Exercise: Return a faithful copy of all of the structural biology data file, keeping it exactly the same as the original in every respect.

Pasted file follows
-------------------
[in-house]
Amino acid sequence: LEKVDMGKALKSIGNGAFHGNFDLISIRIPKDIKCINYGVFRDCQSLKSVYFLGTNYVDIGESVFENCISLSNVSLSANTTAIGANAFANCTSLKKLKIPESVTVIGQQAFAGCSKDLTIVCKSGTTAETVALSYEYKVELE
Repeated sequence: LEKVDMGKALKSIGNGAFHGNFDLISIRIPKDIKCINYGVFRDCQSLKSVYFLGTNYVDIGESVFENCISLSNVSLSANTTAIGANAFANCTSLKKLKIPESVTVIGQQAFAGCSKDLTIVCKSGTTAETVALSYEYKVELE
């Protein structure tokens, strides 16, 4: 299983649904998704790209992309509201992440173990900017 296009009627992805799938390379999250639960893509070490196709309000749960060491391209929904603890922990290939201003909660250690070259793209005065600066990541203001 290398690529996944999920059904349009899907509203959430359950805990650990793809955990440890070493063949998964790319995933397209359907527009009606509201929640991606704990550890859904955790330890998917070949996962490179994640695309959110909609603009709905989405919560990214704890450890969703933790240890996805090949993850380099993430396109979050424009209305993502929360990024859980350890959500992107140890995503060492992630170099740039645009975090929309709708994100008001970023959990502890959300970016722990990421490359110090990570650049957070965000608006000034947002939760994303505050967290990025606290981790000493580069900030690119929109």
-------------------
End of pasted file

[in-house]
Amino acid sequence: LEKVDMGKALKSIGNGAFHGNFDLISIRIPKDIKCINYGVFRDCQSLKSVYFLGTNYVDIGESVFENCISLSNVSLSANTTAIGANAFANCTSLKKLKIPESVTVIGQQAFAGCSKDLTIVCKSGTTAETVALSYEYKVELE
Repeated sequence: LEKVDMGKALKSIGNGAFHGNFDLISIRIPKDIKCINYGVFRDCQSLKSVYFLGTNYVDIGESVFENCISLSNVSLSANTTAIGANAFANCTSLKKLKIPESVTVIGQQAFAGCSKDLTIVCKSGTTAETVALSYEYKVELE
């Protein structure tokens, strides 16, 4: 299983649904998704790209992309509201992440173990900017 296009009627992805799938390379999250639960893509070490196709309000749960060491391209929904603890922990290939201003909660250690070259793209005065600066990541203001 290398690529996944999920059904349009899907509203959430359950805990650990793809955990440890070493063949998964790319995933397209359907527009009606509201929640991606704990550890859904955790330890998917070949996962490179994640695309959110909609603009709905989405919560990214704890450890969703933790240890996805090949993850380099993430396109979050424009209305993502929360990024859980350890959500992107140890995503060492992630170099740039645009975090929309709708994100008001970023959990502890959300970016722990990421490359110090990570650049957070965000608006000034947002939760994303505050967290990025606290981790000493580069900030690119929109």